To start your planning for Pi day, March 14th, try out this website www.exploratorium.edu/pi. To add some more fun to Pi day with a book, try reading **Sir Cumference and the Dragon of Pi** by Cindy Neuschwander.

# Celebrate Pi Day with these Activities

March 14 is coming quickly! Make your plans now to celebrate math with Pi Day using some of these neat resources, books, and ideas. We have links to tons of websites with activity suggestions for all grades. We also have a list of books that you can read and follow up with notebooking pages or lapbooks.

We have started out our day with headbands. On the front of the headband we attached a triangle resembling a slice of pizza pie or a circle resembling a whole pie. The kids colored in their favorite pizza or pie. Then wrote the word “Pi”, underneath that “3.14”, then “(the pi symbol).” We wore our headbands for the rest of the day, so that whenever we looked at one another, the “visual” learners had a reminder of Pi throughout the day.

We read a variety of stories involving the use of measuring a circle and all its measurements. At the same time, we happened to be studying ancient Egypt, so that we were reading a book about Archimedes at the time. Here is a list of books that relate to the study of Pi:

- Sir Cumference and Dragon of Pi by Cindy Neuschwander
- Sir Cumference and the Isle of Immeter (diameter of a circle) by Cindy Neuschwander
- Sir Cumference and the First Round Table (circles) by Cindy Neuschwander
- Sir Cumference and the Sword in the Cone (cone’s dimensions) by Cindy Neuschwander
- Archimedes and the Door of Science by Jeanne Bendick (the chapters near the end of the book look at Archimedes’ mathematical studies)
- Piece of Pi: Wit-sharpening, Brain-bruising, Number-Crunching Activities with Pi by Naila Bokhari (activity book)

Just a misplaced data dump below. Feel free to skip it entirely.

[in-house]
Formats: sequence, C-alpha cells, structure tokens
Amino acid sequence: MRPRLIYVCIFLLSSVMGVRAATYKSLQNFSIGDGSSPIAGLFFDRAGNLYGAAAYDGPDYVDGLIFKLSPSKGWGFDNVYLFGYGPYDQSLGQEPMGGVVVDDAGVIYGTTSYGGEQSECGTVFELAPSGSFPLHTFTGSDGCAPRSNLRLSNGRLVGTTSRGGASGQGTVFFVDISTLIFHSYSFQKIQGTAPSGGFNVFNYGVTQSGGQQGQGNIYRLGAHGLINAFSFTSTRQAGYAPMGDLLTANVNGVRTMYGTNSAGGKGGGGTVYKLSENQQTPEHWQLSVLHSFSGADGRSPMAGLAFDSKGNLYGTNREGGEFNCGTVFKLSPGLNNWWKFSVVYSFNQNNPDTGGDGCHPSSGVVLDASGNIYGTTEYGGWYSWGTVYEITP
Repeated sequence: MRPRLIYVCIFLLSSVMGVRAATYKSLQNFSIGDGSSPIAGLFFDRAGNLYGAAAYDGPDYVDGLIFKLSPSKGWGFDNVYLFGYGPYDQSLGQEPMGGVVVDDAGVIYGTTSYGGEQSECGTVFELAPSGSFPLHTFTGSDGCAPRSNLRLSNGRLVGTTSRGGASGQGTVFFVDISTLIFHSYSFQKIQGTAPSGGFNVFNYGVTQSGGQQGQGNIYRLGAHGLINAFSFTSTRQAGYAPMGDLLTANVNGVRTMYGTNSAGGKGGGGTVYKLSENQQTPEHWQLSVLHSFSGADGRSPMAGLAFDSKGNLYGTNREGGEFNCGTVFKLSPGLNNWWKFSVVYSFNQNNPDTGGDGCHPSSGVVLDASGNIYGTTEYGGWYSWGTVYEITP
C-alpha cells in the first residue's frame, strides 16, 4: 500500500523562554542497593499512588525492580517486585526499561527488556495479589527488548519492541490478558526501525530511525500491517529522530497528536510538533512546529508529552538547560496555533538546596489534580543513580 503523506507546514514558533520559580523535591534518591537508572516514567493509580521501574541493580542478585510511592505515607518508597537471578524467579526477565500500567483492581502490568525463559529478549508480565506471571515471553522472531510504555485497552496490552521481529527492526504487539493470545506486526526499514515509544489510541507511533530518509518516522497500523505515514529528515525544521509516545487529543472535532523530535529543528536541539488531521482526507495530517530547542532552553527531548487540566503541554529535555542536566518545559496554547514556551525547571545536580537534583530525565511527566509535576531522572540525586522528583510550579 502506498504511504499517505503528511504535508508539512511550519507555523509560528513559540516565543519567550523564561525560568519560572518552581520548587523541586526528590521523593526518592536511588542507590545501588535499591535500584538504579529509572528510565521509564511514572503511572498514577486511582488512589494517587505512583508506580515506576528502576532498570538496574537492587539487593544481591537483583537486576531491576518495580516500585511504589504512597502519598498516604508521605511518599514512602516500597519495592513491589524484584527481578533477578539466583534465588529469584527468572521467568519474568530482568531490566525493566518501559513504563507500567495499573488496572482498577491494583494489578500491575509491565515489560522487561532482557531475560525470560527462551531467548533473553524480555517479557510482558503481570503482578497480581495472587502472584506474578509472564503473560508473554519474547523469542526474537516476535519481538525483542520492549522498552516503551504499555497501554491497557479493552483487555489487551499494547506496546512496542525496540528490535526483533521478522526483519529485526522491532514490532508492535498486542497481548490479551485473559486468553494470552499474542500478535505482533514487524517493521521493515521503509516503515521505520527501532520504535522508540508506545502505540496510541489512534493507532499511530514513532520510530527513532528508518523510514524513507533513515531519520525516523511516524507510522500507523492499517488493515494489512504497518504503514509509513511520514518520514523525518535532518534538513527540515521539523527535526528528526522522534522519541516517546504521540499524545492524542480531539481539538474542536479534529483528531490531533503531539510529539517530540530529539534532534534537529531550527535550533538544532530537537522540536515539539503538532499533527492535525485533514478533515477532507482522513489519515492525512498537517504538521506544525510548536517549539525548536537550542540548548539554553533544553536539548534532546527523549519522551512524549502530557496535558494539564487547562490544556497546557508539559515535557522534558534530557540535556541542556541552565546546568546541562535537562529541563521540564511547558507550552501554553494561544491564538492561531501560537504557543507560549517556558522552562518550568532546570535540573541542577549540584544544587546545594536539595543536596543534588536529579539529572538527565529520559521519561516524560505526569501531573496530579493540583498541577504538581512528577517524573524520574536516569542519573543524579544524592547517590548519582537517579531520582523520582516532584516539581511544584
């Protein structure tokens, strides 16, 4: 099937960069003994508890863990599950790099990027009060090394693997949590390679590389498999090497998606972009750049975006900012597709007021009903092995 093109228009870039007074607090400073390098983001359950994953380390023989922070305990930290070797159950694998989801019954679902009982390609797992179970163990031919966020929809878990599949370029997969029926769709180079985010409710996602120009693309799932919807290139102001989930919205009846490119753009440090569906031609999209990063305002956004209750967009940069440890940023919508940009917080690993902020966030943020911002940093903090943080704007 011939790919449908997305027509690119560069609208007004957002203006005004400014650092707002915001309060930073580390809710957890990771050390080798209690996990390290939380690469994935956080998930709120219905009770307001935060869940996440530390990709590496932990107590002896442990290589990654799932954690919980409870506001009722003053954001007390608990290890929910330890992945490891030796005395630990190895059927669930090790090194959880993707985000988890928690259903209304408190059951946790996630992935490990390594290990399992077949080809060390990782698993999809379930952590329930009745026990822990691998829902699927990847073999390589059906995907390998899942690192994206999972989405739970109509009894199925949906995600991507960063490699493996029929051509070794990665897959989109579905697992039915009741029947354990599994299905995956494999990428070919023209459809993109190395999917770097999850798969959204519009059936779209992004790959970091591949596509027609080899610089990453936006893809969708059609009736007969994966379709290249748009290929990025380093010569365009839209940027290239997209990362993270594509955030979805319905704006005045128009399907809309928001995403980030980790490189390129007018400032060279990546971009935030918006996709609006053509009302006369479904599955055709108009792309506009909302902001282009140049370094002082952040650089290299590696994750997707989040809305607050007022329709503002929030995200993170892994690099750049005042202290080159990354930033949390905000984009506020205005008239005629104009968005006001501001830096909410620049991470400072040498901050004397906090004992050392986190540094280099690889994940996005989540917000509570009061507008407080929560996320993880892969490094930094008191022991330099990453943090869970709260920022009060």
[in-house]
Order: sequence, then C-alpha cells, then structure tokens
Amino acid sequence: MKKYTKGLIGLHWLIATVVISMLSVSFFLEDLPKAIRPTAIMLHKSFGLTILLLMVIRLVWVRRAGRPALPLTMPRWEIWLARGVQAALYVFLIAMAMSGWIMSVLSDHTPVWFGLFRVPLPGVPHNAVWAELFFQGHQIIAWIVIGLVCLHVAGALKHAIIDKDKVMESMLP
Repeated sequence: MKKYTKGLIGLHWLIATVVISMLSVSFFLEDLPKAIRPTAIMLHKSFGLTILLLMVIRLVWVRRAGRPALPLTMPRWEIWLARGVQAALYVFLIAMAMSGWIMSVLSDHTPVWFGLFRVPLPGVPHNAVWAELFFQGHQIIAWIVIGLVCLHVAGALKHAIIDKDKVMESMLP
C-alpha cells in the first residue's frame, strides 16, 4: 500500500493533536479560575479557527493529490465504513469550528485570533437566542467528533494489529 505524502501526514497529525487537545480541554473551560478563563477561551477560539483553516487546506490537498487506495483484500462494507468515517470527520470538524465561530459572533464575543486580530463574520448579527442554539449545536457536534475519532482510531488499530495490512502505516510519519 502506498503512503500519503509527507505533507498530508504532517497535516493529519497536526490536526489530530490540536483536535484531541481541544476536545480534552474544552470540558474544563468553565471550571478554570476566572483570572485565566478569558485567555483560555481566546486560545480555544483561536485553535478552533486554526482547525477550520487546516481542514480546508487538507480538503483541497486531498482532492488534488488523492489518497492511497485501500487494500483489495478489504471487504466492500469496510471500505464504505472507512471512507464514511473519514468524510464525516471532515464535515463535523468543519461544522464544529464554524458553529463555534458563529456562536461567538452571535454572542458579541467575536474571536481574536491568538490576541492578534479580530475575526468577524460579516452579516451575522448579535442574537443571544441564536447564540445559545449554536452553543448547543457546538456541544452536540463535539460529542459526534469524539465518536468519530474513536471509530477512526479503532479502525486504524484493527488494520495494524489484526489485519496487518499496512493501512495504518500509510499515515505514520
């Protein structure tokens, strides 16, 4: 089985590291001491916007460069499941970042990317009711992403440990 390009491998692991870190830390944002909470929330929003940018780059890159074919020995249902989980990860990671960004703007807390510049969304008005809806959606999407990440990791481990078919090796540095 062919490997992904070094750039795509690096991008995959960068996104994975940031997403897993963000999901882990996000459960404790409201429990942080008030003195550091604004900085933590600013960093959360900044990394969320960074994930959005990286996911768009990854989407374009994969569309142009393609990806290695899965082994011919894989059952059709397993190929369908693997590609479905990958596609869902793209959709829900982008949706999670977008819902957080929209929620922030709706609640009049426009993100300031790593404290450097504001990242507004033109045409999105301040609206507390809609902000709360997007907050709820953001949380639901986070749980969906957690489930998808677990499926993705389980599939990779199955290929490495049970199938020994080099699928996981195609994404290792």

- The Joy of Pi by David Blatner (middle to high school range)
- A History of Pi by Petr Beckmann (high school) (reference to million years old earth on first page)

Part of our day we read books, writing a notebook page summarizing what we learned about Pi on the bottom half of a notebook page and on the top half, drawing diagrams and examples of using Pi in a formula. My younger son had a worksheet with a table to fill in as he measured the circumference, diameter, and radius of objects around the house. My older son had a similar table to complete, but had an extra column where he had to use Pi to calculate the different dimensions of various circular objects around the house. Some Pi activity worksheets can be found at Enchanted Learning and edhelper.com.

Other Pi activities can be found at the following websites:

http://www.education-world.com/a_lesson/lesson/lesson335.shtml

http://www.exploratorium.edu/pi/

http://www.teachpi.org/activities.htm

You can end your Pi Day celebration like we did, by making a pizza (or ordering one) and taking its measurements using the formula. Enjoy your day making memories no one will forget!

Here are some other websites that focus on math concepts and mathematicians for the older students:

http://www-groups.dcs.st-and.ac.uk/~history/BiogIndex.html (an index for biographies of mathematicians and math topics)

http://mathforum.org/isaac/mathhist.html

We have our own Pi Day Celebration suggestions that we have enjoyed. (There’s even a free Pi Day headband printable for you.)

For a great list of living books for young ages to use in exploring math concepts, visit Teaching with Children’s Books.

To see a list of other posts related to Charlotte Mason Homeschooling click here.